Physical And Chemical Changes
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Carolus Love Hoyne School
8905 S. Crandon
Chicago Il 60617
1. The students will identify some physical changes of matter.
2. The students will identify some chemical changes of matter.
3. The students will distinguish between physical and chemical changes.
4. The students will classify changes as physical or chemical.
skim milk liquid detergent microwave
vinegar hot plate salt
baking soda white bread straws
toaster toast sauce pan
molded ice water cookie cutters
bundt pan pyrex bowls pictures
plastic cups/tops whipping cream Duncan Hines Cupcake Mix
2-glass bowls orange juice letters
aluminum foil poster boards tape
glue markers measuring spoons
strainers large spoons flour
Discuss the meaning of the word change. Give examples. You were in first
grade last year and now you are in second grade. Turn the television to
another channel when you want to see a different program. Elicit other
examples of what change means to them.
1. Show the students a ball of play dough. Ask who can tell me what this is.
Allow students to take turns manipulating the play dough into various
shapes by using cookie cutters. Ask the following questions: Did it
change into a new substance? Is it still play dough? This is called a
2. Demonstrate the proper way to make a bubble. Pour bubble solution into
foil pan. Place the straw in the pan and blow into the straw. The team
who blows the biggest bubble within 30 seconds is the winner. Is it
still a soap solution? Therefore, this is a physical change.
3. Observe ice change from a solid to a liquid and then to a gas (steam).
Put a piece of ice into a pot and set it on the hot plate until it
melts, then set a piece of aluminum foil over the pot. Students will
explain what they observed and draw pictures to illustrate how the ice
changed. Although the ice changed from one phase to another, it is still
water and can return back to the solid state again.
4. Demonstrate how butter is made. Empty a 1/2 pint of whipping cream into
a plastic container and take turns shaking it. Observe how it looks,
sounds and feels. Pour off the milk and put a pinch of salt in it.
If I melt the butter and pour it back into the liquid and stir it, can we
get the whipping cream back? Their response should be yes. This is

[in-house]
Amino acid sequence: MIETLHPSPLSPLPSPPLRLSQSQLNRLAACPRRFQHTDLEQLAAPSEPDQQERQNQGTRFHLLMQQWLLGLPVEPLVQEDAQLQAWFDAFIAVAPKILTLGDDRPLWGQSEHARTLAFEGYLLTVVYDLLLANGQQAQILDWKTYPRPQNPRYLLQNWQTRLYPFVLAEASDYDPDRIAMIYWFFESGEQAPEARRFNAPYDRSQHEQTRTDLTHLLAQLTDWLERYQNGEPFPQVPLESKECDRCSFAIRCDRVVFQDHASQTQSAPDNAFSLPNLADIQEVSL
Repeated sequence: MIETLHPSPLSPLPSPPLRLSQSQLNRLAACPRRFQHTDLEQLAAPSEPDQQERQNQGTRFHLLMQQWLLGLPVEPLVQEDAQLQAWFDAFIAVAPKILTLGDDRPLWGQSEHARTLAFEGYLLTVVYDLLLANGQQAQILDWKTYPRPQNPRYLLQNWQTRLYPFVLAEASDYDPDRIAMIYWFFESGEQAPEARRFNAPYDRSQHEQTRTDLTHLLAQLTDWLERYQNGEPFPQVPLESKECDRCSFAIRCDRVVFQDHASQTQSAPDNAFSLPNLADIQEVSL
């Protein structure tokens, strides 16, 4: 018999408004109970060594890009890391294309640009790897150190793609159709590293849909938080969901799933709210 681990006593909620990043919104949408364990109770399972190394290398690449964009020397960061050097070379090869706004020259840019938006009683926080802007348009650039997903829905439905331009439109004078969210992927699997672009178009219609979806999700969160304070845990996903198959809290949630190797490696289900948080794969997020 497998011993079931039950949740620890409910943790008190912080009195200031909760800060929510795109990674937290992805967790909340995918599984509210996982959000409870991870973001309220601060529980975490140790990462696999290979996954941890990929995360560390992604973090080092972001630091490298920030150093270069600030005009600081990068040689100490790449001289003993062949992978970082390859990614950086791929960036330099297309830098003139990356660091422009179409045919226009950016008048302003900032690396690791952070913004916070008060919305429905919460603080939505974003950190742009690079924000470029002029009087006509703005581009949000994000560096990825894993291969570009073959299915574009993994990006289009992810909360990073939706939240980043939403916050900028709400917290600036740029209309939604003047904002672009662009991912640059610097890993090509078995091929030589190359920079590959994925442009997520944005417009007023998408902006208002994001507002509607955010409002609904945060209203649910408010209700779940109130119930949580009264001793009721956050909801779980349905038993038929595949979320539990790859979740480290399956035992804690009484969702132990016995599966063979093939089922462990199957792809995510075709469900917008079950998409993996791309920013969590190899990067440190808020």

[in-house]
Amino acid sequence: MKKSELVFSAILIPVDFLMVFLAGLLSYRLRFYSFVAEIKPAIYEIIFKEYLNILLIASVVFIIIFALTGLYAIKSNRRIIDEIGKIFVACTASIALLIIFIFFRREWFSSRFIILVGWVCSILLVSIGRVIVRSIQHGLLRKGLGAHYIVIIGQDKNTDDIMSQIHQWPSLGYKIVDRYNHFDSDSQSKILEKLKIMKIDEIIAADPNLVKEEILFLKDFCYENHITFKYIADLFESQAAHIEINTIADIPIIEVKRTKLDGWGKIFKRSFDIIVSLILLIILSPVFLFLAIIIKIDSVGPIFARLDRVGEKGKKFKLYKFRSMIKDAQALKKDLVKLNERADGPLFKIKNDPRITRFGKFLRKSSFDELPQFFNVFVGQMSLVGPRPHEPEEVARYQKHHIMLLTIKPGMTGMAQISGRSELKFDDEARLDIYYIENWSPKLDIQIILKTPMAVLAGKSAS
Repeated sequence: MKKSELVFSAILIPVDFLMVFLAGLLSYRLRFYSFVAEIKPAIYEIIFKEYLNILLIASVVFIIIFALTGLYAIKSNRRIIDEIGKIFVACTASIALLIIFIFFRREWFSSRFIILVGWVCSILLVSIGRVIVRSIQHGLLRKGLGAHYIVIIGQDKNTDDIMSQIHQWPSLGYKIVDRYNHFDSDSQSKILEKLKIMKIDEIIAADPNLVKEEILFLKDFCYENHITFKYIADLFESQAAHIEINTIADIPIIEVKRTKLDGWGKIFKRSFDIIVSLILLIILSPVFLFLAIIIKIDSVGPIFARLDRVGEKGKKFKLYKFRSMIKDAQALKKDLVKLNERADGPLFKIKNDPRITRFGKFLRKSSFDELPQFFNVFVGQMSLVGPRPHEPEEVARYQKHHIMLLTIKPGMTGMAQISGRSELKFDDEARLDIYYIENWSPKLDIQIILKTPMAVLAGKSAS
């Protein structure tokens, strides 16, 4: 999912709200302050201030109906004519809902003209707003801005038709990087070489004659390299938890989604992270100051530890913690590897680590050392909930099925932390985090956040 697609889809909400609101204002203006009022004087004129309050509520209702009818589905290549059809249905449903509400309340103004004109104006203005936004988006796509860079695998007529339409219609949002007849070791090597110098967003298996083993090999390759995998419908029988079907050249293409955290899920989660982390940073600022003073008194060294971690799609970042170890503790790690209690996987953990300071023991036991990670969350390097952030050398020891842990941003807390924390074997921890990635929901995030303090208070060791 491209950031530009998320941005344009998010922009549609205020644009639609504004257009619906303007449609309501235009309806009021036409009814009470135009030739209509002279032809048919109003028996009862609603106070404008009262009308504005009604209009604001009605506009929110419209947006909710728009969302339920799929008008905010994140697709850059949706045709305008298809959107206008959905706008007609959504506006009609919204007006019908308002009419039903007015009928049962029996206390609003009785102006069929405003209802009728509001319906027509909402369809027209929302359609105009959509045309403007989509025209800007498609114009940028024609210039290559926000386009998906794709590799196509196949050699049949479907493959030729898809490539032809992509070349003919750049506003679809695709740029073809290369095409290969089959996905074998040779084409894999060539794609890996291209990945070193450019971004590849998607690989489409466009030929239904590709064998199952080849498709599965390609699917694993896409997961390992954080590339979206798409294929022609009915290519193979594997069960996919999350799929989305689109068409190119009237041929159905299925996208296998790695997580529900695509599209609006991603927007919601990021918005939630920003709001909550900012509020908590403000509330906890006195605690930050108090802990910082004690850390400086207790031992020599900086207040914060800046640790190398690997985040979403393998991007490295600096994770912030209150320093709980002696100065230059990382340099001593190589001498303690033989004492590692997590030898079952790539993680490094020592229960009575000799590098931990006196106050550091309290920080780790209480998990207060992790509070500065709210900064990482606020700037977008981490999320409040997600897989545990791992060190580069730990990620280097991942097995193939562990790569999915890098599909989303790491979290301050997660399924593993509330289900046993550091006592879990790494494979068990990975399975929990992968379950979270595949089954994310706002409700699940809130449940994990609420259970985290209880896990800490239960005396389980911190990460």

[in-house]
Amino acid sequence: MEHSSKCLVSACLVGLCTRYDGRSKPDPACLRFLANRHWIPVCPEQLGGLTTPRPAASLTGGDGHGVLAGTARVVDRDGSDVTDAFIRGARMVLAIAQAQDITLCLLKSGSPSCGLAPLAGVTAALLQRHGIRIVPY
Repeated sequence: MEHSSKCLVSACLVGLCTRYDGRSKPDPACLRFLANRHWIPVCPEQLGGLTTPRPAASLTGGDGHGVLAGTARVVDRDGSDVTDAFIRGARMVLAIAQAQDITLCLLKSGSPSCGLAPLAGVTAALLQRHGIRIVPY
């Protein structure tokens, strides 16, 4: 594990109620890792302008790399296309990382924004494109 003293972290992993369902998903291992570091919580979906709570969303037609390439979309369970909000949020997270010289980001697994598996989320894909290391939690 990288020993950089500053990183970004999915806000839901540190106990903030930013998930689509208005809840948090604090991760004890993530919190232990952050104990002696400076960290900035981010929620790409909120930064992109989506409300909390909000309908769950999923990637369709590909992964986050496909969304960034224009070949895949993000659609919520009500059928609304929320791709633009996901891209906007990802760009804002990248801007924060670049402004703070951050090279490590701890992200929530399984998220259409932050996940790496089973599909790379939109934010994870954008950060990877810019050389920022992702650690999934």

another physical change. You can sample the butter on crackers or bread.
Define chemical change as when matter is changed into something new or a
1. Demonstrate the procedure for making glue. Put a pint of skim milk and
six tablespoons of vinegar into a glass sauce pan and heat slowly,
stirring continually. When the milk forms small curds, remove it from the
heat. Pour off the liquid. Dry the curds. Then add 1/4 cup of water and
a level tablespoon of baking soda and stir. What did you notice? They
should have noticed some bubbles. Is it still milk? Is it still baking
soda? Is it still vinegar? Is it still water? Since we do not have the
same materials we began with, this is called a chemical change.
2. Students will observe the difference between a piece of toast and a plain
slice of bread. If you scrape the brown material from the bread can you
make the brown material white again? Try and see if it can be done.
Since we can not do this, it is a chemical change.
3. Demonstrate making orange soda. Fill a glass 1/2 full of water and the
other half with orange juice. Add 1/2 teaspoon of baking soda and 1/2
teaspoon of sugar. Work in groups to make your soda. Ask the same type
of questions with each substance as in previous experiments. This is a
chemical change. The bubbles formed carbon dioxide which was caused by a
4. Teacher and assistant will help students in preparing cupcakes. Examine
the cupcake mix before and after it was cooked. How did it look? Did it
change? The baking powder is what caused the cupcakes to rise. Is it
still flour? Is is still baking powder? Is it still water? Their
response should be no. Therefore, this is a chemical change because we
have a new substance formed.
1. Given pictures of various physical and chemical changes, students will put
them under the correct heading on the chart.
2. The students will demonstrate their understanding of changes by explaining
the difference between physical and chemical change.
Vancleave, Janice Pratt. Chemistry For Every Kid. John Wiley and Sons, Inc.
New York: 1988.
Walpole, Brenda. Science Experiments to Amuse and Amaze Your Friends. Random
House, New York: 1988.